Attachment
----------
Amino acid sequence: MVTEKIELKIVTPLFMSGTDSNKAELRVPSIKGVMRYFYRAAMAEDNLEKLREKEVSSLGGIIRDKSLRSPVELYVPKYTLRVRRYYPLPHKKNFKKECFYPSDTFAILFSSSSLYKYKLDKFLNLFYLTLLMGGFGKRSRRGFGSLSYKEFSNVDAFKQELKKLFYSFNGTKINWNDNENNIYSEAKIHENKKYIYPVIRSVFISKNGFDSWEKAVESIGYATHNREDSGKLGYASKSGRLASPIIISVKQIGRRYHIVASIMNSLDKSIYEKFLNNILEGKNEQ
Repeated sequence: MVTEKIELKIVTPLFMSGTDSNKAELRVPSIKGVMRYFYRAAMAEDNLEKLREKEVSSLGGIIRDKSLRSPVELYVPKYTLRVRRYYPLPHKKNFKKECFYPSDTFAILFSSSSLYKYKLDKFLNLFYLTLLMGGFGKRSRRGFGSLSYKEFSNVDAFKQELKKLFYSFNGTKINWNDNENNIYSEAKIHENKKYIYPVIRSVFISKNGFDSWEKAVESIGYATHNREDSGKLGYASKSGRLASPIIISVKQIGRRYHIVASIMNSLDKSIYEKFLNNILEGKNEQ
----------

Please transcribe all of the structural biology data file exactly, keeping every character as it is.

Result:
Amino acid sequence: MVTEKIELKIVTPLFMSGTDSNKAELRVPSIKGVMRYFYRAAMAEDNLEKLREKEVSSLGGIIRDKSLRSPVELYVPKYTLRVRRYYPLPHKKNFKKECFYPSDTFAILFSSSSLYKYKLDKFLNLFYLTLLMGGFGKRSRRGFGSLSYKEFSNVDAFKQELKKLFYSFNGTKINWNDNENNIYSEAKIHENKKYIYPVIRSVFISKNGFDSWEKAVESIGYATHNREDSGKLGYASKSGRLASPIIISVKQIGRRYHIVASIMNSLDKSIYEKFLNNILEGKNEQ
Repeated sequence: MVTEKIELKIVTPLFMSGTDSNKAELRVPSIKGVMRYFYRAAMAEDNLEKLREKEVSSLGGIIRDKSLRSPVELYVPKYTLRVRRYYPLPHKKNFKKECFYPSDTFAILFSSSSLYKYKLDKFLNLFYLTLLMGGFGKRSRRGFGSLSYKEFSNVDAFKQELKKLFYSFNGTKINWNDNENNIYSEAKIHENKKYIYPVIRSVFISKNGFDSWEKAVESIGYATHNREDSGKLGYASKSGRLASPIIISVKQIGRRYHIVASIMNSLDKSIYEKFLNNILEGKNEQ